How ‘Top Model’ Producer Drew Upon His Unscripted Past for New Rom-Com ‘The Right One’ (Guest Blog)

After years at the helm of reality TV megahits, Ken Mok makes his directorial debut with the Lionsgate romantic comedy

Last Updated: February 2, 2021 @ 2:34 PM

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You might think there’s a world of difference between producing and directing a series in the unscripted world and writing and directing a feature film, but you’d be wrong. There’s a pretty significant overlap in both genres, and the skills I learned in the former actually gave me an advantage in the latter.

I began my career in entertainment in the early 1990s as a creative exec working on television comedies and dramas, but eventually got sidetracked into the genre of unscripted entertainment. Reality TV was just beginning to surface and so I created a number of shows, including “Making the Band” and “America’s Next Top Model.” Producing these shows in that era of television was an amazing learning experience, especially in the early years.

Back then, you had to be a jack of all trades. You not only had to produce the show — you also had to write it, oversee production, work with the DP, direct, and then edit, all while under extreme time pressure. You quickly learned to be nimble on your feet, especially when the unexpected would happen. And that would happen all the time. Talent would drop out at the last second, your location would suddenly get shut down, your cast would be struck down with the flu on the day of their stage performance, the list goes on and on. When it came to my debut film, “The Right One,” the biggest fire occurred when my two lead actors dropped out in the middle of prep. Luckily, I was a big fan of Nick Thune and Cleopatra Coleman and managed to get them into the film just two weeks before principal photography began. In my eyes, it was just another run of the mill crisis to deal with.

Ken Mok directs Kevin Thune in “The Right One” (Photo: Lionsgate)

Another key lesson I gained from working in the unscripted genre was how to engage the audience. Viewers weren’t that interested in the mechanics of a competition — they wanted to know about the people competing. And so I developed a mantra, which I’ve used to this day: “Process is boring; people are interesting.”

From that, I discovered that an unscripted series is no different than a television drama. In both, you need to get the audience emotionally engaged, and to do so, you need characters they care about. When it eventually came time to review and edit the hundreds of hours of footage from shooting, I’d ask myself the same questions as you would for a narrative drama: What is the inciting incident for the character, what is the rising action, what is the climax to the story and what is the resolution? Sometimes the pieces fell into place easily; others I’d have to find creative, out-of-the-box ways to make the story work. But every week, I had to craft storylines for multiple characters, and I had to do it quickly to meet our deadlines.

Because I had been trained to approach story in the unscripted world from so many different angles, often starting from scratch over and over in editing, the skills I gained over the years helped me in reformulating story and ultimately gave me the confidence when making changes to the script throughout the filmmaking process. With “The Right One,” I ended up writing and re-writing the script countless times, either to better fit my actors or to highlight their unique talents which were not discovered until we were on set. The result was nuanced performances and more comedic dialogue among the actors.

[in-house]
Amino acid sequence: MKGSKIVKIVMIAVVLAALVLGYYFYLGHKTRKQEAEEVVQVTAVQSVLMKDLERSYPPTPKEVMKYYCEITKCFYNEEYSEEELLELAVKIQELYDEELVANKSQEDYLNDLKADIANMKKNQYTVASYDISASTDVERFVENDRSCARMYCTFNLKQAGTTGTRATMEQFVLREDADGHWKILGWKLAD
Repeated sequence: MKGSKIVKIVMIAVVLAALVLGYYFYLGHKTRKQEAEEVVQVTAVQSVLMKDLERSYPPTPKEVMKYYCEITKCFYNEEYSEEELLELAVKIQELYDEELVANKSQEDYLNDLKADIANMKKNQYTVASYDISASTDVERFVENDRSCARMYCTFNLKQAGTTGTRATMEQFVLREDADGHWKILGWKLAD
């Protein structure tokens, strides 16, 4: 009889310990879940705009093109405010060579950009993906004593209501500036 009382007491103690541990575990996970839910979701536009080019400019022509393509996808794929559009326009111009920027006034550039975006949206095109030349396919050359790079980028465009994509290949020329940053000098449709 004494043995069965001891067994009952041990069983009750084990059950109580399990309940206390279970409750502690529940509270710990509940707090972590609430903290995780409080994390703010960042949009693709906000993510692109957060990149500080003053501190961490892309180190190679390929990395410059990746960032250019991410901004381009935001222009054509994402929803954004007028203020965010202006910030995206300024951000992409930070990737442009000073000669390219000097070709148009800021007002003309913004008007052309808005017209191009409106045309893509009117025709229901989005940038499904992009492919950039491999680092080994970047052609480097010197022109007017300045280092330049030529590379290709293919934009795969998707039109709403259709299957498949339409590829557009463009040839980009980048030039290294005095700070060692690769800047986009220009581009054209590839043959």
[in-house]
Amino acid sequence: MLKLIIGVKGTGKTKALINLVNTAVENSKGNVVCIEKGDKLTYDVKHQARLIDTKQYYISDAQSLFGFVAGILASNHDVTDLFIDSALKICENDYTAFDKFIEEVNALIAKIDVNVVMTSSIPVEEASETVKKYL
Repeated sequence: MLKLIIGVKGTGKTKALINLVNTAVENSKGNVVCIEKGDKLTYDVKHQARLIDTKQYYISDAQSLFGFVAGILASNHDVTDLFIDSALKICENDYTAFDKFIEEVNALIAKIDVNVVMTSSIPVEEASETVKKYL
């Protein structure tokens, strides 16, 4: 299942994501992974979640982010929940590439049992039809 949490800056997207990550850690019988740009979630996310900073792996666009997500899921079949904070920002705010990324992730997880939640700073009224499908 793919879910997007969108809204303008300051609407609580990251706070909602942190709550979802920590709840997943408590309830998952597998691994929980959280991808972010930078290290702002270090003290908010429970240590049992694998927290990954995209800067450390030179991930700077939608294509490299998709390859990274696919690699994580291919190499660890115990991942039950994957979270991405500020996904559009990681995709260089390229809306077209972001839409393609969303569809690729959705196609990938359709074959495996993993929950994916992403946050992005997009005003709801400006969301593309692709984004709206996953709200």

When it came to directing, my unscripted experience also helped tremendously. Directing is a daunting task. You’re not only in charge of directing the film and working with the actors, but you also have to oversee the entire production, from soup to nuts. You are being asked for an opinion and a decision on EVERYTHING. I can only imagine what it’s like when a young, first-time director gets thrown in such deep waters and is told to swim. But, because I had the benefit of running shows for so many years, the process was familiar. Overseeing a production and the workload associated with it was something I was used to. Many of the processes that you go through in film are the same as when you’re producing an unscripted series — from location and technical scouting, working with department heads, budgeting, laying out your plans in production meetings, to making decisions on virtually every aspect of production.

While these lessons were crucial in my transition from the unscripted world to now writing and directing my first feature film, the most important lesson I, or anyone, can take from my years of producing is this: surround yourself with talented people. Television and film are a collaborative effort. A project flourishes when all elements of it come together — from the performances, to the production design, to the costumes, the music, etc… All of that comes from the incredibly gifted people who work in this industry and the passion they have for their jobs.

I was very fortunate with “The Right One.” I had a passionate crew, an incredible editor, and a great cast who delivered wonderful performances. I loved every minute of making this film and am looking forward to taking the learning lessons from this film into my next feature.

“The Right One” premieres on-demand and in select theaters on Feb. 5, 2021, and worldwide and on Blu-Ray and DVD on Feb. 9, 2021.

BIO Ken Mok
Ken Mok is an Emmy-nominated producer and creator of series like "Making the Band," "WWE Tough Enough" and "America's Next Top Model". His feature film directorial debut, "The Right One," premieres on-demand and in select theaters on February 5.